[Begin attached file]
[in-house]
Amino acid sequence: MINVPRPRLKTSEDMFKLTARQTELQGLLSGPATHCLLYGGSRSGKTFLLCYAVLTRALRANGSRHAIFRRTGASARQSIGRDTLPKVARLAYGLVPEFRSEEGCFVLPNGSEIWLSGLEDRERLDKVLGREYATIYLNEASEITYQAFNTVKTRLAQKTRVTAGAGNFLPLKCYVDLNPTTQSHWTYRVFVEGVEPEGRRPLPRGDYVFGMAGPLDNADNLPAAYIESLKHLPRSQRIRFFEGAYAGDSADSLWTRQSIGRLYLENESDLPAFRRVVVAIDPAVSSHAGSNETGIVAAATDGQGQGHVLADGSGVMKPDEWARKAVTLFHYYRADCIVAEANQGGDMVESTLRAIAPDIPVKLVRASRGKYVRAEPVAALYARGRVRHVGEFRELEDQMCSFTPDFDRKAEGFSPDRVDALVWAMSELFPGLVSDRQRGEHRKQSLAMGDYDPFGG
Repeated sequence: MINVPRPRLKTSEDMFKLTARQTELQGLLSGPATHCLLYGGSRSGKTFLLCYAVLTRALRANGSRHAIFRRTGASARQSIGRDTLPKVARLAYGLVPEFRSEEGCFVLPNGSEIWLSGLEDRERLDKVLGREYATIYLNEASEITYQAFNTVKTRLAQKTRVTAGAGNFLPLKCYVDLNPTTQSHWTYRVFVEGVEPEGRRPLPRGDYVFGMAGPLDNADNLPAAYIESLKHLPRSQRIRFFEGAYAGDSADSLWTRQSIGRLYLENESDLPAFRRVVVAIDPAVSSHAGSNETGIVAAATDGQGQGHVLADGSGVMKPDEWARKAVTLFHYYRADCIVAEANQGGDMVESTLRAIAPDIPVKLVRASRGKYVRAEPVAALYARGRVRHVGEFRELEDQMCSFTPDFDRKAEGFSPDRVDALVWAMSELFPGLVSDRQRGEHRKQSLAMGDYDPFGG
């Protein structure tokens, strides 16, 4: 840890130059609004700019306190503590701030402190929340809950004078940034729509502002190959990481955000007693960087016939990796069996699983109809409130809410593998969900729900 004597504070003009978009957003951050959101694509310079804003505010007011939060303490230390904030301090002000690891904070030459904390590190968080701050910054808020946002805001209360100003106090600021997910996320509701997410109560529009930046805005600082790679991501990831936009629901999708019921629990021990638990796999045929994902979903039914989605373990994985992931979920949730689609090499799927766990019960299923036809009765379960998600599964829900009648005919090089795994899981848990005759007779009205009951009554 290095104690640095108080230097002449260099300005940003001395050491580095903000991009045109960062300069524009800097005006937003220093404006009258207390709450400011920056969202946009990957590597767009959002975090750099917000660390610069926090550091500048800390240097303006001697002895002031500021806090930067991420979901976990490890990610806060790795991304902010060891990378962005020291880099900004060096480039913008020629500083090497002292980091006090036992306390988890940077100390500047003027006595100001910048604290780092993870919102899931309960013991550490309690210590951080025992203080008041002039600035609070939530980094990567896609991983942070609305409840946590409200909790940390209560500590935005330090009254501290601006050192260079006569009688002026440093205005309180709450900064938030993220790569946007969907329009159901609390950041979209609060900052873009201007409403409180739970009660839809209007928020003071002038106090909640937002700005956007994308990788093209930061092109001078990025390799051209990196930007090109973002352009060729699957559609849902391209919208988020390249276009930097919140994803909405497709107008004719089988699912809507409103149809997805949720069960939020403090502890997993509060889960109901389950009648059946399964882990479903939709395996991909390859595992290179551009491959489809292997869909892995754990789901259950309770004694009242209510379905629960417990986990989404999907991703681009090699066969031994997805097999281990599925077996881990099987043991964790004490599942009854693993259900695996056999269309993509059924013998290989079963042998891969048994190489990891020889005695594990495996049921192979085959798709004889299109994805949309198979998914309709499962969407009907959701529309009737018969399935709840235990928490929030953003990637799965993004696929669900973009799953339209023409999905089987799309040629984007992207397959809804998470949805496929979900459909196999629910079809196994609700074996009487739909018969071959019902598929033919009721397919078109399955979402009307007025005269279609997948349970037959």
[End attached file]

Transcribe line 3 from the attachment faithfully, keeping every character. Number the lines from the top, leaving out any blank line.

Repeated sequence: MINVPRPRLKTSEDMFKLTARQTELQGLLSGPATHCLLYGGSRSGKTFLLCYAVLTRALRANGSRHAIFRRTGASARQSIGRDTLPKVARLAYGLVPEFRSEEGCFVLPNGSEIWLSGLEDRERLDKVLGREYATIYLNEASEITYQAFNTVKTRLAQKTRVTAGAGNFLPLKCYVDLNPTTQSHWTYRVFVEGVEPEGRRPLPRGDYVFGMAGPLDNADNLPAAYIESLKHLPRSQRIRFFEGAYAGDSADSLWTRQSIGRLYLENESDLPAFRRVVVAIDPAVSSHAGSNETGIVAAATDGQGQGHVLADGSGVMKPDEWARKAVTLFHYYRADCIVAEANQGGDMVESTLRAIAPDIPVKLVRASRGKYVRAEPVAALYARGRVRHVGEFRELEDQMCSFTPDFDRKAEGFSPDRVDALVWAMSELFPGLVSDRQRGEHRKQSLAMGDYDPFGG